Maybe it is time to come out, Glenn. Embrace the conclusion of the narrative.
David, a genuine question. If Jesus hadn’t allowed his disciples to carry swords Peter would never have been able to cut off a man’s ear. Granted Jesus took the opportunity to condemn violence but one can’t use that as justification of Jesus allowing his disciples to carry swords without embracing the whole ends justify the means that undergirds the Just War doctrine. So doesn’t this undermine what you take to be Jesus non violent witness?
Sure, genuine questions should be asked about all the twists and turns and all the proffered counter-examples.
The Jewish way of teaching is not limited to words, and a lot of the words are figures of speech and parables. It takes quite a bit for us to get into the mind-set and style of a Jewish sage in the First Century. Cursing fig trees, for example. Stories about vineyards and weddings and the stars falling to the earth and all that.
Jesus used a bravado of royal power to impress a donkey. Does that justify and suggest that coercive royal power is how his kingdom works?
Jesus made a whip and overturned the tables of the money-changers, and made chaos and a stampede of animals and their owners in the temple after them. Does that justify and suggest that he endorsed the coercion and the sword that he said he came to bring upon that people and that city and that temple?
The actions of Jesus were frequently acted out parables, and they were dramatic, forceful and provocative. His verbal parables were hardly any more meek and mild: the king was enraged and sent his army to kill those murderers and burn their city. The sons of the kingdom will be thrown outside. The vineyard will be taken from them and given to others who will give him his share of the harvest. The language is often violent.
But that doesn’t meant that the message of the parable was to endorse or institute or justify violence. We have to look at these events as parables, they generally have one main point and most of the rest is there to make the story work or to build the context for the punchline.
The punchline for most of the parables including those acted out was the same: the axe was at the root of the tree and the three that did not produce fruit would be cut down and thrown into the fire. The parables and the teaching are mostly predictive of the fall of Jerusalem and the significance of that event as the coming of the kingdom of God, the passing of heaven and earth, the end of the age, the coming in judgement, the avenging of the blood of the martyrs, the gathering of members into a new body, resurrection of the dead and so on.
Jesus taught through the sword exercise the teaching about the sword. Those who live by the sword will die by the sword. The punchline is the same. Living by the sword is the resurrection of the unjust. The unjust would rise up in rebellion, as Gog and Magog, to fight THE war. The sword is about war, not capital punishment, and not civil administration. Jesus said he came not to bring peace but a sword. Israel would be divided into two: the followers of the true Christ, and those who followed false christs to rebellion, seeking freedom via the sword. As Paul taught, those who persecuted the Christians would not be repaid by Christians, they would be rebel and be repaid by Rome, who then carried the sword and who then collected taxes. This was God’s agent of wrath, to repay Israel for shedding the blood of the martyrs. See Romans 12-13, Mat 23-24, 2 Thes 2.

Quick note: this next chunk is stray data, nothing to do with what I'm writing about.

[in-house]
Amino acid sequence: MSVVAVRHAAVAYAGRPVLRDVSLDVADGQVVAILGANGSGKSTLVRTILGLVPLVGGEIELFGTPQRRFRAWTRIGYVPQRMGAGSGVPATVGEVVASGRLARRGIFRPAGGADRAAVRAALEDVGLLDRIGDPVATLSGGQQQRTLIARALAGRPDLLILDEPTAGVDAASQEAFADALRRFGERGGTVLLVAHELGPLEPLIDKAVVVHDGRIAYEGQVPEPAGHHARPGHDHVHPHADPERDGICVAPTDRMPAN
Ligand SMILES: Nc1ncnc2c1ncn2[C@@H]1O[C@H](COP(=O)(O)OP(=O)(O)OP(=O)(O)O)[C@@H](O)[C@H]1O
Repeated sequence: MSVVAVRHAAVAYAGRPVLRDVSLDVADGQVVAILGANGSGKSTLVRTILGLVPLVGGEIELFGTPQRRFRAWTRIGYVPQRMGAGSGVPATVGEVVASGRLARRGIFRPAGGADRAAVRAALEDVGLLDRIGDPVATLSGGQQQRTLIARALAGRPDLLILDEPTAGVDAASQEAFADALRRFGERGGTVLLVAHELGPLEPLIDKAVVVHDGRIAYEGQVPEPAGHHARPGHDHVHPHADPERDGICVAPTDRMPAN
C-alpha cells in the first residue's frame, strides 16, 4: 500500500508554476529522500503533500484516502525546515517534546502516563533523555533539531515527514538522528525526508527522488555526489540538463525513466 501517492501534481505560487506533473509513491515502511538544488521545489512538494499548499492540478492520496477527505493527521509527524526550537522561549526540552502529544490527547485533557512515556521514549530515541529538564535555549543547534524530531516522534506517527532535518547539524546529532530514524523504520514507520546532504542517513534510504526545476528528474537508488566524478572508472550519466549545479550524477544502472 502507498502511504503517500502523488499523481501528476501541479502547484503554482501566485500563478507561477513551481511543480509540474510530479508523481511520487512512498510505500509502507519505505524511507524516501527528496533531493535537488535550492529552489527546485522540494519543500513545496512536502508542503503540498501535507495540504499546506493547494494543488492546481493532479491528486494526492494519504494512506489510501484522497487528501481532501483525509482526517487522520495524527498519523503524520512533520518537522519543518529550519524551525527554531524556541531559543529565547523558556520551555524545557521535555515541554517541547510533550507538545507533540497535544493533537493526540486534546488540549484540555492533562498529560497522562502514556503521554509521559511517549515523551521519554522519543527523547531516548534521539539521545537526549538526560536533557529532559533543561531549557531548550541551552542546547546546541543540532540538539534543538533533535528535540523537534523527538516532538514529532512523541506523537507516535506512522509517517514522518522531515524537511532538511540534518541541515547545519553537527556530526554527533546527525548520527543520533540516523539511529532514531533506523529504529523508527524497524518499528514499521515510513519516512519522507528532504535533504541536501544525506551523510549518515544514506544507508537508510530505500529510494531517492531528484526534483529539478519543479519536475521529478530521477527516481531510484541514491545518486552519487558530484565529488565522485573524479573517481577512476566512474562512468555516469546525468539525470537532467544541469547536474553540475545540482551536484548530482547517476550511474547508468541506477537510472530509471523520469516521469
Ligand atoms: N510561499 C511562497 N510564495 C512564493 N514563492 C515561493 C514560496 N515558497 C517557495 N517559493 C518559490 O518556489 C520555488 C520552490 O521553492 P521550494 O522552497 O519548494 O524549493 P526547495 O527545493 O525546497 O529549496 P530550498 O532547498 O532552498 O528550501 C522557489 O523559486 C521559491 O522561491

Yet Paul was very upset about that coming day upon his countrymen according to the flesh (Rom 9:1-4). Jesus wept over Jerusalem at the thought of this judgement he predicted so many times. That tells us there is no endorsement of that sword of vengeance.
I don’t disagree with your thrust. Non violence was the stance of the pre Nicene fathers who wrote on the subject albeit not, as Glenn points out, those lay soldiers whom Tertullian at least seemed to wink at. But surely to say that Jesus used the sword exercise to disavow violence is to say the end justifies the means?
That is a curious wedge of an argument Giles. The actions and the means we are talking about are essentially rhetorical. They are used to communicate a message. Their violence is somehow a symbol, like Hananiah breaking the yoke off the neck of Jeremiah.
Perhaps an example would help. Jesus forbade swearing oaths, and yet Paul used oaths for rhetorical effect in his letters. Now most people say this is what Jesus really meant: swearing oaths for non-serious matters or that are not intended to bind in a legal sense were prohibited, and oaths should be reserved for ‘matters of weight and moment’ (Westminster confession). It is fairly obvious that it is the other way around: Paul’s rhetorical use of oaths was permitted because they were not in connection with appeal to coercive remedies Christ abolished and forbade and that were the reason for the prohibition on swearing oaths in the first place.
The real issue is not the symbolic or rhetorical and incidental use of low-level violence in, for example, impressing the donkey or clearing the temple. Arranging the presence of two swords is hardly the same as endorsing their use, especially when the point being made by the exercise was the opposite and Jesus never answered Peter’s question in the affirmative.
The more weighty issue instead is the providential use of the sword in prophecy and in God’s scheme or redemption. The use of the Roman sword as God’s agent of wrath, and the celebration of its use to destroy ‘Babylon’ raises the question of whether God uses evil means to take vengeance upon his enemies. A closer look shows how it works: God mourns when the wicked reject the way of peace and suffer war instead (Luke 19:41f). God hands men over to suffer from sin, and Jerusalem filled up the measure of her sin and bloodguilt. That measure was poured out upon her when she fell (Deut 32:32-35; Is 65:6-7; Mat 23:29-39; Luke 21:20-24; 1 Thes 2:14-16; Rev 17:4-6; 18:4-8).